Well, I have spent the entirety of yesterday wandering around the Capital Wastelands, and I feel I am prepared to make the following statement:
This game is Fallout 3.
Or at least, as close as I think we were likely to get. It’s got flaws, but looking at the big picture… it’s a faithful addition to the Fallout 3 franchise.
I sat down to play Fallout 3 in a way that I haven’t played a game in a long while. Very patiently. Slowly. Intent on absorbing as much as possible my first time through. I’m talking to everyone, seeing what people have to say. I’m exploring the wasteland, taking in the atmosphere, the details. I’m searching every room, every box.
Let me just get this out of the way, it’s nearly impossible to not see Oblivion in this game. It’s the same engine, and it shows. If there are flaws with Oblivion that bugged you (NPCs acting odd, scripted and bizarre physics mishaps), you may see them here, to a lesser extent. But it’s also not that hard to forget that it’s the same engine for most of the game, as it is wrapped so well in a very authentic Fallout skin.
The opening sequence is probably one of the most enjoyable I’ve ever played in a video game. And having Liam Neeson as the voice of your father is just a really nice treat, and a great way to start off the experience.
The moment I stepped out of Vault 101, I had no doubts that I was in the Fallout universe. The post-nuclear wasteland is captured in gorgeous and breathtaking detail and scope. And it is a wasteland. Don’t expect to encounter a ton of life out there while traveling and exploring. This is both good and bad. I like it because, well, it’s accurate. And when you do see someone out there, you think “What the fuck is this jerk doing out here?” and then you check to make sure your weapon is loaded in case they mean trouble. On the other hand… it can make travel a little boring at times.
The characters in Fallout 3 are… very good. They’re varied, interesting, fun, and there is a wide variety of voices, which was nice to see after Oblivion’s three whole voices. Though they all still suffer from Oblivion’s complete lack of facial expression. But that’s not what keeps them from being great, in my opinion. The dark, tongue-in-cheek humor, the sarcasm, the smarmy dialogue that was so pervasive in previous Fallout titles now seems relegated to just some of your dialogue responses, and a few individual characters. I was sorely disappointed to find that the Raiders have no quirky one-liners to throw out during combat. “Bone… so white” after a crippling wound or “I’m going to supper on your groin, I promise you” always got a smile out of me.
Speaking of combat… this is where the biggest rift in the “feeling” of the games occurs. Obviously you can’t take an isometric grid and expect it to function well in a vibrant, 3D environment. So Fallout’s familiar turn-based, action point-oriented combat is gone in favor of real-time combat with a VATS system laid on top.
It’s not a bad system. In fact, it works pretty damn well with the 3D nature of the game. However, it does do so at the cost of a little bit of strategy and planning you used to get. In previous Fallout games, you got a specific number of action points each combat turn. You had to choose how you wanted to spend them. Did you want to move, shoot, take an aimed shot, manage inventory, heal, or some combination of the above?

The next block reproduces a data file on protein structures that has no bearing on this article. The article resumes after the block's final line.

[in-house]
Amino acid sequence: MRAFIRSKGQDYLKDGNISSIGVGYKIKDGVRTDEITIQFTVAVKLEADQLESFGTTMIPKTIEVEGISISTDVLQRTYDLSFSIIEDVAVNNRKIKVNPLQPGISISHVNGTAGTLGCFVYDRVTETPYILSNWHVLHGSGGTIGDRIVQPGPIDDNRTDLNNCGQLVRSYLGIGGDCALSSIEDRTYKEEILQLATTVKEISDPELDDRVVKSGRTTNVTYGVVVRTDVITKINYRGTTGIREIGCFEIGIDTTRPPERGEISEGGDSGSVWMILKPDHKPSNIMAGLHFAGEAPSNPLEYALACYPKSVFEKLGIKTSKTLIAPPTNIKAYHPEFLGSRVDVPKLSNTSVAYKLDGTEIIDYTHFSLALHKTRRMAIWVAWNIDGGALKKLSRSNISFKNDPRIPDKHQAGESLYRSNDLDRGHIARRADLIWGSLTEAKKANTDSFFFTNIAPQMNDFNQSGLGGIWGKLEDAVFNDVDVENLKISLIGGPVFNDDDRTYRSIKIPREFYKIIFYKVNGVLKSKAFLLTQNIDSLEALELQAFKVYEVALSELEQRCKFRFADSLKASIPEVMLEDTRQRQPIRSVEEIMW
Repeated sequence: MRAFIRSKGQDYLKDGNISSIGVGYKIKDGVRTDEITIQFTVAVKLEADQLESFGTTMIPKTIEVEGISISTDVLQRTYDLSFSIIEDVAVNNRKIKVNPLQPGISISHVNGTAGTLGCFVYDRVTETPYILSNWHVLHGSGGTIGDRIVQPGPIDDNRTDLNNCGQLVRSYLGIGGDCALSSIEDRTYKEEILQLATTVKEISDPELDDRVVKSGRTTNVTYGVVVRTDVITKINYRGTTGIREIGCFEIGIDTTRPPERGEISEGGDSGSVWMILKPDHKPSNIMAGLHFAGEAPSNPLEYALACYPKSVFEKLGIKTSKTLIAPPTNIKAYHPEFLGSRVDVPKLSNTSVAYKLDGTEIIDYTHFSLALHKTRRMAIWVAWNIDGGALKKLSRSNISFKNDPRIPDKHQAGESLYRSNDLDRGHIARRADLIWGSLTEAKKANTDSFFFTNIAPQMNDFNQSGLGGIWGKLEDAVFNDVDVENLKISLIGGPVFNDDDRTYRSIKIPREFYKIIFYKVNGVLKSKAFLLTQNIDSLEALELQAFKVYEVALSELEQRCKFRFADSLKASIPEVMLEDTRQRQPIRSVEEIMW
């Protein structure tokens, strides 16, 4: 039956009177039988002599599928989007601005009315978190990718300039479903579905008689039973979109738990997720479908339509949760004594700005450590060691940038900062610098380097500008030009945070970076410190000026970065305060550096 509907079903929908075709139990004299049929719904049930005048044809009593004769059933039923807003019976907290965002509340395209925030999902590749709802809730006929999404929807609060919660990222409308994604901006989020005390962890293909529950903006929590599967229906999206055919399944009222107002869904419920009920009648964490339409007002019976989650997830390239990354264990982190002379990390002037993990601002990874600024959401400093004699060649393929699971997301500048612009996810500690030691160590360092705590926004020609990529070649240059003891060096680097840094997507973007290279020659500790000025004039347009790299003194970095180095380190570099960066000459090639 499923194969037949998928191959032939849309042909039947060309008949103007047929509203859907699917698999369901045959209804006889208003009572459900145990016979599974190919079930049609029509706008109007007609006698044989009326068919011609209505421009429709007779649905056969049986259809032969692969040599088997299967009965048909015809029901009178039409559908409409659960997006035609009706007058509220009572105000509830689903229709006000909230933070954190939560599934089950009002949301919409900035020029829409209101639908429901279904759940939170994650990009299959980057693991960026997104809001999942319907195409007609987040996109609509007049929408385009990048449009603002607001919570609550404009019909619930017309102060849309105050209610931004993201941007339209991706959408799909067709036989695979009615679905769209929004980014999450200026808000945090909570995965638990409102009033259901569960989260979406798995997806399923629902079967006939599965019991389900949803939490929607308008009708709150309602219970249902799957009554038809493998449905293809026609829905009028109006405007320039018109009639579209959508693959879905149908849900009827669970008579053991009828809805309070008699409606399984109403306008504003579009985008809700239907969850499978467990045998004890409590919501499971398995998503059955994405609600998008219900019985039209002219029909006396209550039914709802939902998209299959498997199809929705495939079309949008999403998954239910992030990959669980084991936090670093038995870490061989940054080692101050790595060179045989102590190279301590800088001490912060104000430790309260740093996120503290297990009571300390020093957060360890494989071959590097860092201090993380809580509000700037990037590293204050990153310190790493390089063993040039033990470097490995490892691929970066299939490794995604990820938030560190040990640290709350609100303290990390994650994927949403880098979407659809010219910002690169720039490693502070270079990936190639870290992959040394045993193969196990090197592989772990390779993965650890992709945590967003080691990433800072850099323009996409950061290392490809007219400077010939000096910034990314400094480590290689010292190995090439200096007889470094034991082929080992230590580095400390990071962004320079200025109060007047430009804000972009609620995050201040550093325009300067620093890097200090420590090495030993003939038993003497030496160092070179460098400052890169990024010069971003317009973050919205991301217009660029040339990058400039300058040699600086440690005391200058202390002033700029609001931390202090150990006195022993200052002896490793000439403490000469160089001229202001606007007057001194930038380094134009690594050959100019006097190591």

Fallout 3 does away with that and gives you real-time twitch combat, with the option to pause and spend some (rapidly regenerating) action points to make an aimed shot. The game had to take this route, and frankly I’m okay with it. But it can’t be ignored that it does very much alter what someone might consider the Fallout feeling.
Still, as much as the system works, and as much as I enjoy the new system for what it is, I do have some concerns. One is that there often seems little reason not to run right up to an enemy and use VATS to get 95% on his head and take him out in one shot.
My biggest worry, however, is that the enemies are scaling to match my level, as they did in Oblivion. So far it seems to be the case, and I’ve yet to find a report to the contrary, and if that is in fact the situation, it will be a huge detraction from the game for me. I understood the theory behind the system in Oblivion. However in practice it just made you feel like you never got any stronger.
And let’s face it, if we’re playing an RPG, investing in building a character, we want to be able to look back and see how far we’ve come. We want to be able to one-shot those early critters that gave us such a hard time when we were low level, to feel like our character has really become a hero. I’m hoping that they didn’t rob us of that again with Fallout 3.
I’ve still got a ways to go with the game, but I’ve played for an entire day, and I’m looking forward to playing another one. It’s not the Fallout 3 I’d been dreaming of for the last ten year, what Project Van Buren was supposed to be, what Starcraft 2 is to Starcraft… a true isometric successor with fancy 3D graphics.
But it is Fallout 3. And so far, it’s really enjoyable.